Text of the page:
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Holding On & Letting Go

Updated: Jan 18

At its core, being an effective teacher means devoting one's life to being a student. And I am a total dork, so I love that. I think maybe that was the selling point for me - once I started teaching, I realized there was always a very easily justifiable reason to keep investing, both in time and energy and other resources, to live in a way that aligns with my core values. That includes sharing it with others. For me, going on retreat is like going to the best, most challenging but awesome summer camp. I don't do it because there is some requirement or gold star system, and it certainly isn't rewarding in a lot of ways our culture on the whole values. Like all other yoga students, I keep showing up because it's genuinely how I love to spend my time. Several years ago when I started going two or sometimes three times a year, having easier access to IMS and the many dharma centers in the northeast became pretty intriguing to me. It's one of the reasons why we live where we live.


This past week, I received the news that the my first in-person Vipassana retreat since the beginning of Covid (and first in-person retreat for me in two years) was cancelled, which was such a gut punch. Having lived through a brief period of suicidal ideation during that interlude I also had to interview for this particularly longer-format retreat. So, while feeling very sorry for myself, and feeling like life is very unfair and very sad, manically looking at other possible retreats all over the country happening soon (all of which now have waitlists of 50-70 people), it just became so obvious that the timing of this was the way it was.


There was nothing to do about it, and that fact started to become ok. It is a reflection of this practice that I could come to that point.


I reflected on why I wanted to go on this retreat in the first place. Over the past two years I've had so many ups and downs, swings of anxiety and swells of depression. It has been a lot of holding on, figuring it out, trying to put things into place and exert some control in a wild and uncertain time. The all too familiar patterns of "as soon as I do ____ I can relax" have been all too prevalent recently - and we all know that there is always more to do, more to manage, more to give. And as relatively healthy as I feel now, I was looking forward to letting that drop away and to feel the innevitable peace and ease of stepping away from all of it in such a supported way. Almost as soon as I consciously understood what I was hoping to gain from the retreat, I remembered the truth of the situation, and the overarching reassurance that always seems to come - the spaciousness, the calm, the ease that I yearn for is always available.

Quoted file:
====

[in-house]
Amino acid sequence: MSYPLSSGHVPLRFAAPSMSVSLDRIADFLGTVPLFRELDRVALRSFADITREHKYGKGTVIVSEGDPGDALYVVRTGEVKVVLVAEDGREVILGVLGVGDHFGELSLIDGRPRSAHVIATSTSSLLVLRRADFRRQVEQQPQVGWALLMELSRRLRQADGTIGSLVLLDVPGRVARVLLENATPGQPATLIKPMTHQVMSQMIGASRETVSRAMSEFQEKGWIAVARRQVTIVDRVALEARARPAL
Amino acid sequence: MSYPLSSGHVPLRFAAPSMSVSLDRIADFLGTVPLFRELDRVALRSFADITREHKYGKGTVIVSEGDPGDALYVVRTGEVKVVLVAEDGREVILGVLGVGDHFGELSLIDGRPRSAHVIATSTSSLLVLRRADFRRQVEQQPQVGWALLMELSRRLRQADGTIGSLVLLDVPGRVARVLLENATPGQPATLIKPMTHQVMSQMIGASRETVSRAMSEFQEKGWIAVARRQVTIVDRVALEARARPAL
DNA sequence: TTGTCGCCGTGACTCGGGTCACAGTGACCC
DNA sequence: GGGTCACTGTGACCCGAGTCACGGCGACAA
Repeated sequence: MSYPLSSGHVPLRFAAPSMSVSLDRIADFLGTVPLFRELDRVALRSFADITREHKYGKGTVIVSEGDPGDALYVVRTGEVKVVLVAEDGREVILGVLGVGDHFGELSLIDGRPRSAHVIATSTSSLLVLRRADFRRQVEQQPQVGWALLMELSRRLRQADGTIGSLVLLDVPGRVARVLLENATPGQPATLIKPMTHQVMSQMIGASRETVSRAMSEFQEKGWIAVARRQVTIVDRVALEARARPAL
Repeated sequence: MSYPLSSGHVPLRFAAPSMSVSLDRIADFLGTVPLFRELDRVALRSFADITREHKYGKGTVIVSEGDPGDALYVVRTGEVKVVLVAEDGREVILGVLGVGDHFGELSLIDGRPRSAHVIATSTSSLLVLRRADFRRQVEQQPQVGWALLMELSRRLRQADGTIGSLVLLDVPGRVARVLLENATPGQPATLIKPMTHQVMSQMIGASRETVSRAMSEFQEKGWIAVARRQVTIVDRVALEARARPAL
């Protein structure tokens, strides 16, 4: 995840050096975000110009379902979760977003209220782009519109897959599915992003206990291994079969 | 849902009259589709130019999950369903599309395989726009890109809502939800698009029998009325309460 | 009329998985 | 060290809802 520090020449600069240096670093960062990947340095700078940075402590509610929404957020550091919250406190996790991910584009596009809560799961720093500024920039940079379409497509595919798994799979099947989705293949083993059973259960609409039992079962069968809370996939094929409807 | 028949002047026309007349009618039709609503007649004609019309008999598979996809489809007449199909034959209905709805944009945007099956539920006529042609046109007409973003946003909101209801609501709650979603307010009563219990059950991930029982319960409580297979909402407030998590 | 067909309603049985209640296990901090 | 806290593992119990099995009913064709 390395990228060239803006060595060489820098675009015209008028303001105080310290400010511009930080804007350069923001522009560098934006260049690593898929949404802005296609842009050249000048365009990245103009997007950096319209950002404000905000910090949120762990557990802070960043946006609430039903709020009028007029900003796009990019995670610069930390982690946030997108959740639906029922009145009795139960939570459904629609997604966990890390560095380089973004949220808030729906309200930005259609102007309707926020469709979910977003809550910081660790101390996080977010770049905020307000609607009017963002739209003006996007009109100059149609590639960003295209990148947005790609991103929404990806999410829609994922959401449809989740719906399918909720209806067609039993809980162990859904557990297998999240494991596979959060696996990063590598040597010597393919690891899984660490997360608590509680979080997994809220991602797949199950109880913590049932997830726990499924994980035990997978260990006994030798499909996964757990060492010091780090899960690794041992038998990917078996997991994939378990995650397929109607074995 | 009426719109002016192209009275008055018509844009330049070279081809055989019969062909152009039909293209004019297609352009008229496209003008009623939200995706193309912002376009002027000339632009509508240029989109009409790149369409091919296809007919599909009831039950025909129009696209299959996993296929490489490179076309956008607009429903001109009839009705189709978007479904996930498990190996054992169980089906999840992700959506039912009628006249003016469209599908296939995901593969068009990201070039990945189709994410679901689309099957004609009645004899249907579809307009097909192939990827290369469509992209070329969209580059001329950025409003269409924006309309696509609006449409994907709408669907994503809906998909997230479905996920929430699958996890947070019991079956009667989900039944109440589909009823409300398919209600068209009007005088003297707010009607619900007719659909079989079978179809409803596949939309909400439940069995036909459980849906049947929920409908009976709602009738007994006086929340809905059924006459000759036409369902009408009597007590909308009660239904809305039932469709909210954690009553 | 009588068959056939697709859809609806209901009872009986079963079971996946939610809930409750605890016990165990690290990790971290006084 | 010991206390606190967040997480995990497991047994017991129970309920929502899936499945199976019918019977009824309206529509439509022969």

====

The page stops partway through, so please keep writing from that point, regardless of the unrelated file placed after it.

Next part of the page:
We always have a choice in how we respond to life. In each moment, we can continue to grip, to try to hold on, to try to exert control of the uncontrollable, to try and make things bend to our will and our hopes for how it "should" be, or we can choose to loosen the grip. We can choose to soften our hands, our jaws, the intensity of our gaze. We can choose to take a few deep breaths. Whether we are here or there, working or at home, silent or speaking, teaching or studying, interacting with friends or strangers, the opportunity to relax and let life unfold in its own way is always there. We can rest in the comfort that while we're doing our best, we can't control all of the factors and forces that mean it sometimes doesn't work out the way we want.


There's a Rumi saying that has stuck with me over the past few months -"life is a balance of holding on and letting go." This is the flow of life, the flow of practice, and one of those lessons I keep being reminded of again and again throughout life - and, yeah - probably the central theme of what I end up teaching. We can choose to let go. We can rest here and now. This is what I call (upon the moment of discovery) another f*cking learning opportunity. They are the worst. They are the best. And this is practice. Practice isn't just here on the mat, it's not getting to do the next big pose or having the shape of body you find desirable or even always about feeling good - it's always. It's choosing to let go into the spaciousness of each moment. It's riding the wave. It's opening to your heart's compassion for your own disappointment, sadness, loneliness and misery, and remembering that this opening to and holding space for what's hard and downright sucks sometimes actually is the bliss-filled yoga experience we hope to find along the way.


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